Writing Quick Tips: Remove Names from Dialogue

Posted June 11, 2014 by Briana in Dialogue / 12 Comments

Photo credit: Pedro Ribeiro Simões on Flickr

Photo credit: Pedro Ribeiro Simões on Flickr

I see a lot of mistakes in writing when it comes to dialogue.

Since I’ve worked hard to improve the dialogue in my pieces, it’s easy for me to spot exchanges that don’t work in other people’s projects. For one reason or another, they just don’t gel. The writing doesn’t flow like actual conversation.

Luckily, there are several ways to keep dialogue from falling flat.

One of the quickest ways to improve your dialogue is to cut back on your usage of the characters’ names.

What do I mean?

Consider the following:

“Sarah,” Brad said, “don’t you think this is a good idea?”

“No, Brad,” Sarah said.

“Why not, Sarah?”

“Because, Brad, we’re both married. Besides, Brad, we’re first cousins. Think of the inbred children.”

While this example isn’t the best, it’s clear that the dialogue sounds terrible (inbred children aside). It’s unnatural. In real life, people don’t refer to each other by name if they’re addressing each other. When they do, it’s usually out of anger or because they’re speaking about something that is of the utmost importance.

Here’s the same exchange with most of the characters’ names cut out (the ones left in are left for emphasis):

“Sarah,” Brad said, “don’t you think this is a good idea?”

“No,” Sarah said.

“Why not?”

“Because, Brad, we’re both married. Besides, we’re first cousins. Think of the inbred children.”

If you’re looking for a quick way to improve your dialogue, cut out characters’ names in places where they don’t add value.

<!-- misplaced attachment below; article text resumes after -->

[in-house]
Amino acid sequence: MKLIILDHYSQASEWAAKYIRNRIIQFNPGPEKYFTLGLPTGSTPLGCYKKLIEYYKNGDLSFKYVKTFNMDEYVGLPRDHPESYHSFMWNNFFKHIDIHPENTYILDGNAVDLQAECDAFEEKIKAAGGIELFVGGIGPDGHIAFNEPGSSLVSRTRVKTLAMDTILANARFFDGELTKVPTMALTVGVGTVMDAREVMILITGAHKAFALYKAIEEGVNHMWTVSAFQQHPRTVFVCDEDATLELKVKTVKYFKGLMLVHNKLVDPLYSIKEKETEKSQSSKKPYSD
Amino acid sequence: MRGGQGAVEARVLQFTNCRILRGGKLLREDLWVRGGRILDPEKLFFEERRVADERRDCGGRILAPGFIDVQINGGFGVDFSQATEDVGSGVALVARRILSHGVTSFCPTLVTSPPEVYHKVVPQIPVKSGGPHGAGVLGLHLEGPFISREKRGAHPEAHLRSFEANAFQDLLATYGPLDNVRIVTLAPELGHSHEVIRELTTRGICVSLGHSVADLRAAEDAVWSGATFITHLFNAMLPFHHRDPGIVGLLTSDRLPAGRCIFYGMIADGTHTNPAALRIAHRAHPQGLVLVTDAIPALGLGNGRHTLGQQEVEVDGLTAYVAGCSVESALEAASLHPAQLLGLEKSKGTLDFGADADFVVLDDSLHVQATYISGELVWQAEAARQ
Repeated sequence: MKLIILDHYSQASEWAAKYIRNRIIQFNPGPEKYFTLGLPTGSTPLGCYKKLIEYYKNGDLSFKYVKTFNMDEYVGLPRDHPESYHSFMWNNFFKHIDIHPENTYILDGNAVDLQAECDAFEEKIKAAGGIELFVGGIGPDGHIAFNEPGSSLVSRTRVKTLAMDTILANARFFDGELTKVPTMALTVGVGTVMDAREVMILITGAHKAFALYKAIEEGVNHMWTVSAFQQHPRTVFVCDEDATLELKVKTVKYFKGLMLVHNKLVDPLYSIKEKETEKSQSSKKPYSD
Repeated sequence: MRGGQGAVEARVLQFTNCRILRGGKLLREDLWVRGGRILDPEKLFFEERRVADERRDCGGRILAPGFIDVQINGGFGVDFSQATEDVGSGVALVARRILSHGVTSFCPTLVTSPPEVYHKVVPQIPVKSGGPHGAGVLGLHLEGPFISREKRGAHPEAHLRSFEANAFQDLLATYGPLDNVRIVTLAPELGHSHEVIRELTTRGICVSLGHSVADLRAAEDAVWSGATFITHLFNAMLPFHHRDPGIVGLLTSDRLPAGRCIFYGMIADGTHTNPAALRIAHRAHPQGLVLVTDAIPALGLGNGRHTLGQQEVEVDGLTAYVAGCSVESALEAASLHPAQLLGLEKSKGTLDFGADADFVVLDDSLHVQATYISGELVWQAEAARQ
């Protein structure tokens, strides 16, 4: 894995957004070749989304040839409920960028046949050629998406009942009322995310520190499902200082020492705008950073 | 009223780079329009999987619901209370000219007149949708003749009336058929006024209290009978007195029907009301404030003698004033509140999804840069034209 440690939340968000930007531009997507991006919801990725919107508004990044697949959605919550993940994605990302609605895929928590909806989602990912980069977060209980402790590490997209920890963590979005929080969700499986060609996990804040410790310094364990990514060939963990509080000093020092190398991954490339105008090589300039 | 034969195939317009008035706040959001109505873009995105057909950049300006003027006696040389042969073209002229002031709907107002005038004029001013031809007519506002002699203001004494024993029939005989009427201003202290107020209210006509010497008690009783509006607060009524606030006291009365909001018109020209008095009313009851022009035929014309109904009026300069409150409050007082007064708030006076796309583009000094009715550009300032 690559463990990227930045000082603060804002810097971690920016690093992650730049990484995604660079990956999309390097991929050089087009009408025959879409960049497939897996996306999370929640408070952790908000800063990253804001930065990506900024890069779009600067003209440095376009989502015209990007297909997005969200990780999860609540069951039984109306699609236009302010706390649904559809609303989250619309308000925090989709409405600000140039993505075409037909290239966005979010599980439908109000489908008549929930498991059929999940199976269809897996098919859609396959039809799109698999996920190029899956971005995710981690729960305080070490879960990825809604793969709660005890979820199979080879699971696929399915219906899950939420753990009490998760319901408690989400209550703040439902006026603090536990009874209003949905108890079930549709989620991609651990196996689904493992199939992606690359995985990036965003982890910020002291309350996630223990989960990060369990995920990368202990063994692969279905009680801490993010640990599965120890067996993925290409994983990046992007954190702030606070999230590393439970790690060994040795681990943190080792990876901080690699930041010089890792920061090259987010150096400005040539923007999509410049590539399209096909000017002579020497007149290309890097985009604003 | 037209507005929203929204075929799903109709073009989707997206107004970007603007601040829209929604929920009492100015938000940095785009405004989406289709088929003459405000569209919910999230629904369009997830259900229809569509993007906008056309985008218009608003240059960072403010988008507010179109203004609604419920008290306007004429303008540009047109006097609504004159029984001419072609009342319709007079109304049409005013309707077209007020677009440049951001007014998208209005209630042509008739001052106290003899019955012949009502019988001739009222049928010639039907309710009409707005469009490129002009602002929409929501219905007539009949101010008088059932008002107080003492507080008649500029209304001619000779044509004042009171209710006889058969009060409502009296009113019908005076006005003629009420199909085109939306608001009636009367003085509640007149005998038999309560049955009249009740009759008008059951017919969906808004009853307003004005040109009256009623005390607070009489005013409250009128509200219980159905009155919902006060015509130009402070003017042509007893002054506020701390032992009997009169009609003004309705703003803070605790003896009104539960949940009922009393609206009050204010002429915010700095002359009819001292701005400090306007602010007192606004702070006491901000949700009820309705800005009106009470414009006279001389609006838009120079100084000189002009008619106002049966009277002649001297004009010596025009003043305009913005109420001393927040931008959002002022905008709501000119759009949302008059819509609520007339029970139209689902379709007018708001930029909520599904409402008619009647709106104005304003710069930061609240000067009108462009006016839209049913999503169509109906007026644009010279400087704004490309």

What do you think of this advice? Would you like to see more writing quick tips?

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[email protected] shares a quick tip for improving dialogue. (Click to tweet)

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12 responses to “Writing Quick Tips: Remove Names from Dialogue

  1. That’s great advice! It sound very unnatural if your characters speak like that… However, I always get stuck when it comes to conversations between more than two characters. Then I feel like I have to use the name… Do you know anything to fix that problem?

  2. Use description between the dialogue, if that makes any sense. Something like, “Carrie turned to Jack.” Just to distinguish the different speakers. Also keep in mind that when there’s a conversation between two or more people, two of the people do most of the talking while the third one comments on what’s going on. Does that make sense?

  3. Your illustration is crazy funny but so true! Keep the tips coming. They’re helping me try different styles of narration in my short stories.